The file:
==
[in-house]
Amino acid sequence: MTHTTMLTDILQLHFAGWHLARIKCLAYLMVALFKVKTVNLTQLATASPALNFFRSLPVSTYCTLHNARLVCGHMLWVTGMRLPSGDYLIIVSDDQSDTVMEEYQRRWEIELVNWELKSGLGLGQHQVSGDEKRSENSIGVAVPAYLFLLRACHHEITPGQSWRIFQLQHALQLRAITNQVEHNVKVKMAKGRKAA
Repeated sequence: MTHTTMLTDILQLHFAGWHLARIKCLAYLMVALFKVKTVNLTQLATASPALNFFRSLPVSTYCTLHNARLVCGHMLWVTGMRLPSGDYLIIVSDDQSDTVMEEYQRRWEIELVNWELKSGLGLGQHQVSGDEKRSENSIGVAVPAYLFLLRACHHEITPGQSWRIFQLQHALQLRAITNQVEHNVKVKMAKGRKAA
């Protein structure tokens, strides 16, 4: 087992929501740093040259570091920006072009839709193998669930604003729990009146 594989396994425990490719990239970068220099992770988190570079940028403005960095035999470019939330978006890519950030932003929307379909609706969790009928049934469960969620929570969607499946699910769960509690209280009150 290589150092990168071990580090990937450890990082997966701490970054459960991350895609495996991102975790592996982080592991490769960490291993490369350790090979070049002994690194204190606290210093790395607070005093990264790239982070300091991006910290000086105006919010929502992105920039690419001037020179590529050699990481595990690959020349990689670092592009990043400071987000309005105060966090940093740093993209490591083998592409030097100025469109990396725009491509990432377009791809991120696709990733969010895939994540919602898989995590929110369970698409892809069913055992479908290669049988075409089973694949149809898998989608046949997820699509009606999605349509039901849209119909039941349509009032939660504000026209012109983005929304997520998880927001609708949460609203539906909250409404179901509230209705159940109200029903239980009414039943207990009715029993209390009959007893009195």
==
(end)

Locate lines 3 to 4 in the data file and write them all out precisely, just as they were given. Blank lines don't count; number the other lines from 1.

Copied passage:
Repeated sequence: MTHTTMLTDILQLHFAGWHLARIKCLAYLMVALFKVKTVNLTQLATASPALNFFRSLPVSTYCTLHNARLVCGHMLWVTGMRLPSGDYLIIVSDDQSDTVMEEYQRRWEIELVNWELKSGLGLGQHQVSGDEKRSENSIGVAVPAYLFLLRACHHEITPGQSWRIFQLQHALQLRAITNQVEHNVKVKMAKGRKAA
């Protein structure tokens, strides 16, 4: 087992929501740093040259570091920006072009839709193998669930604003729990009146 594989396994425990490719990239970068220099992770988190570079940028403005960095035999470019939330978006890519950030932003929307379909609706969790009928049934469960969620929570969607499946699910769960509690209280009150 290589150092990168071990580090990937450890990082997966701490970054459960991350895609495996991102975790592996982080592991490769960490291993490369350790090979070049002994690194204190606290210093790395607070005093990264790239982070300091991006910290000086105006919010929502992105920039690419001037020179590529050699990481595990690959020349990689670092592009990043400071987000309005105060966090940093740093993209490591083998592409030097100025469109990396725009491509990432377009791809991120696709990733969010895939994540919602898989995590929110369970698409892809069913055992479908290669049988075409089973694949149809898998989608046949997820699509009606999605349509039901849209119909039941349509009032939660504000026209012109983005929304997520998880927001609708949460609203539906909250409404179901509230209705159940109200029903239980009414039943207990009715029993209390009959007893009195």